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How Lucent Fell

Failure to shake off Ma Bell-like habits put it on the road to merger with AlcatelMurray Hill

In unveiling plans to merge with France’s Alcatel last week, Lucent Technologies all but completed its short and largely unhappy life as an independent company. Spun out from AT&T in 1996, the telecom equipment maker flashed like a supernova into Wall Street prominence, only to collapse into the black hole of losses and layoffs.

The Murray Hill-based company that Alcatel agreed to acquire for $13.5 billion has shrunk from a workforce of 157,000 in 2000 to some 30,200 today, including about 6,400 in New Jersey. Lucent will slash more jobs as a result of the buyout. The merger partners plan to cut 10% of a combined payroll that currently totals 88,000 employees.

As dramatic as Lucent’s downsizing has been, the cratering of its stock has been as painful. From a high of $84 a share, it plunged to less than $1 when the telecom bubble burst, wiping out the 401(k) nest eggs of myriad employees. By that measure, the price of $3.01-a-share that the merger was valued at when the deal was announced represented a healthy rebound.

Under terms of the agreement, the combined company will be based in Paris and run by Lucent CEO Pat Russo, who has vowed to brush up on her high school French. A no-nonsense cost-cutter, Russo eliminated tens of thousands of Lucent jobs after taking command in 2002 and steering the company back to profitability; it earned some $1.2 billion last year.

“The chief problem with Lucent was that after its spinoff from AT&T, the company positioned itself as a provider to the Baby Bells and other telecom service providers across the nation and internationally,” says Narain Gehani, chairman of the computer science department at Newark’s New Jersey Institute of Technology.

“But that market grew smaller as telecom companies continued to merge, and equipment purchases kept shrinking,” says Gehani, who worked at Lucent’s Bell Labs division for 13 years and wrote a book about it called “Bell Labs: Life in the Crown Jewel.”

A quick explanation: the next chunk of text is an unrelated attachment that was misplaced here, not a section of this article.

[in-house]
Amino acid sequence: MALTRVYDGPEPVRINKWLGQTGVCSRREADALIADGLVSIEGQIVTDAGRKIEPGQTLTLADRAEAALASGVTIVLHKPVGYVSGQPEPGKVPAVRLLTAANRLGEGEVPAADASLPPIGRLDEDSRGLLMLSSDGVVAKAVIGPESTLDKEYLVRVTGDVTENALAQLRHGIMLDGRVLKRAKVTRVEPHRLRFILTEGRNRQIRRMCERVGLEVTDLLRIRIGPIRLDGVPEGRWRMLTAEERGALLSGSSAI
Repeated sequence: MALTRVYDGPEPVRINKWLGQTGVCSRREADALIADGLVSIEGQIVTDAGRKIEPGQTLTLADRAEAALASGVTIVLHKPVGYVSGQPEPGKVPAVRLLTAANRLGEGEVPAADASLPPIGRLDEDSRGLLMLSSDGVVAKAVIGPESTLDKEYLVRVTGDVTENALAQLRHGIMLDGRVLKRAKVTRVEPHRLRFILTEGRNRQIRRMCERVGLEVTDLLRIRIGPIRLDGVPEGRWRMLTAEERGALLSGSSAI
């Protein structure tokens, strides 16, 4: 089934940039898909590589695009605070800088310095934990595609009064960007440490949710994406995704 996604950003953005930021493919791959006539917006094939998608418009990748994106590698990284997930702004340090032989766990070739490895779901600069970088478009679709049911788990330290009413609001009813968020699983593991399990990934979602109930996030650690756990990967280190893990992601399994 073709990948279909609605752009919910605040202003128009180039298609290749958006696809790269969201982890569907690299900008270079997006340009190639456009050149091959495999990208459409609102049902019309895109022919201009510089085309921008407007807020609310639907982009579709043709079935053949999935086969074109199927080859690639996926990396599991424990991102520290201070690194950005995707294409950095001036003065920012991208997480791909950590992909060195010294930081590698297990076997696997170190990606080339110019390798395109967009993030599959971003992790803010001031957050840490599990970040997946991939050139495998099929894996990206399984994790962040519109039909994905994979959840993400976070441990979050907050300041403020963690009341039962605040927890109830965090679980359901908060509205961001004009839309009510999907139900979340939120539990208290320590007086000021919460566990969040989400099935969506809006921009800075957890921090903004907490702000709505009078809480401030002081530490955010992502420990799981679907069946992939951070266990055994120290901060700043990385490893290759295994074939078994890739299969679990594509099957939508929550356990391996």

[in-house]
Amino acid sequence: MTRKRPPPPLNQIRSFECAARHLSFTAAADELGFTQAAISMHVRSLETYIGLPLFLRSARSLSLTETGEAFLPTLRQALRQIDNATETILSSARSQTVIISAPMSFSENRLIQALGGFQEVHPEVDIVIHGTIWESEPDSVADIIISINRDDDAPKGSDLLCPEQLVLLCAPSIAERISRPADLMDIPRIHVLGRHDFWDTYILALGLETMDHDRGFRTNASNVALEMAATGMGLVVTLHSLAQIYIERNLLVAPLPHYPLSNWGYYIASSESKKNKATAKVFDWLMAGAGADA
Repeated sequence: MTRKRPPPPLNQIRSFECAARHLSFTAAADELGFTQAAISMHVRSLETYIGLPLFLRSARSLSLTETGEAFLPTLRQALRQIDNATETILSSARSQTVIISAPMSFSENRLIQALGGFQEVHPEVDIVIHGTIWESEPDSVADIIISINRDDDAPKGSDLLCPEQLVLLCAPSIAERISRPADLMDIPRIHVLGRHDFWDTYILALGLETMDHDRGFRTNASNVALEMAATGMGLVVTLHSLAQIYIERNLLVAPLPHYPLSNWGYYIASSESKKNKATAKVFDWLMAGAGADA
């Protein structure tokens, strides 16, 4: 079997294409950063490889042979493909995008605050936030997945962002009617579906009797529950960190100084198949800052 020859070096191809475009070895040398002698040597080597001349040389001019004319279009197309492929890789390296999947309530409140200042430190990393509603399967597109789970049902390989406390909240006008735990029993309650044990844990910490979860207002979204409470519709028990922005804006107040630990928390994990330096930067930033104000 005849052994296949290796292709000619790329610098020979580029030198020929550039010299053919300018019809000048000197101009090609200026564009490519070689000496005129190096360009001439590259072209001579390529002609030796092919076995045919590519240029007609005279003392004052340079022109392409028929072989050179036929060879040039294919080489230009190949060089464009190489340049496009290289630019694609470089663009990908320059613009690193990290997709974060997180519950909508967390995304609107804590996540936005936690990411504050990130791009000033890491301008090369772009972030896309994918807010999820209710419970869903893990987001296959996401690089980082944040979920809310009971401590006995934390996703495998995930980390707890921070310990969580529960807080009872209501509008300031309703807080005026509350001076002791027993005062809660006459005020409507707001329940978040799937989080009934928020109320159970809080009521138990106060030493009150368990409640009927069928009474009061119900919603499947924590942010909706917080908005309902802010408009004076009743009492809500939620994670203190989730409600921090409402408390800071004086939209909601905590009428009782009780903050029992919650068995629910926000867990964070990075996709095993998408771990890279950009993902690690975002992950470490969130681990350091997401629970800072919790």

The famed labs, which do sensitive military work for the U.S. government, will likely be restructured as a separate, independent U.S. subsidiary managed by a board made up of of three U.S. citizens.

Lucent made numerous tactical errors on the road to its merger with Alcatel, whose shareholders will own some 60% of the combined entity. Lucent snapped up companies at premium prices at a furious pace, including 38 in its first five years of existence. It then sold many at a loss when the expected efficiencies or markets failed to materialize.

To help sell equipment, Lucent extended financing to small telecoms that popped up in the wake of deregulation, only to lose both the loans and the business when the companies folded.

Perhaps the biggest chink in Lucent’s armor was its inability to shake off Ma Bell-like habits that stressed precision over promptness and valued discussion over action. It was an approach that worked when AT&T was a government-sanctioned monopoly, but it could not keep up with the world that emerged from deregulation.

“Lucent clung to its past as the industry changed,” says Lisa Endlich, a former Goldman Sachs vice president who wrote a book titled “Optical Illusions: Lucent and the Crash of Telecom.” Lucent “didn’t move quickly enough to service companies moving into the Internet, which was an expanding market,” says Endlich. “Instead it stayed with telcos.”

Concurs Jay Pultz, an analyst with the consulting firm Gartner in Connecticut: “Other networking equipment companies, like Cisco, made the right bets and moved more aggressively into the Internet side of the business.”

Lucent’s leaders had spent most of their careers in a tightly regulated environment that offered few rewards for risk-taking or foresight. As recently as 2003, 10 of Lucent’s 11 top executives were former AT&T hands. Russo herself had been first an AT&T manager and then a Lucent executive before leaving to run Eastman Kodak and ultimately returning as Lucent CEO.

Ingrained AT&T stodginess may have doomed many of Lucent’s initiatives. In 2000 the company acquired Spring Tide Networks, a Massachusetts-based network-switching company for $1.3 billion in stock. The deal proved a failure and in 2001 Lucent had to write off $975 million of the value of the acqusition.

Meanwhile, Lucent paid $4.5 billion in stock for Chromatis, an Israeli company that specialized in optical networking systems. Lucent discontinued the product line within a year and essentially wrote off its entire investment.

Even as it paid too much for the wrong kinds of companies, Lucent was parting ways with businesses that could have helped it grow. “In retrospect, moves like the spinoff of Avaya [to shareholders in 2000] was a big mistake,” says Gartner analyst Pultz.

Avaya sells communications systems and software to businesses and government agencies. Stock of the Basking Ridge-based company traded around $11.50 a share last week, nearly four times Lucent’s price.

The alliance with Alcatel could help Lucent recover from its stumbles and become a larger force in Internet network equipment—a field in which Alcatel is powerful.

“I wasn’t surprised to hear that Lucent and Alcatel are merging,” says Endlich. “And I think the deal makes sense for both companies.” The stock of both edged up in the days following the merger announcement, suggesting that Wall Street likes the combination. At least for now.

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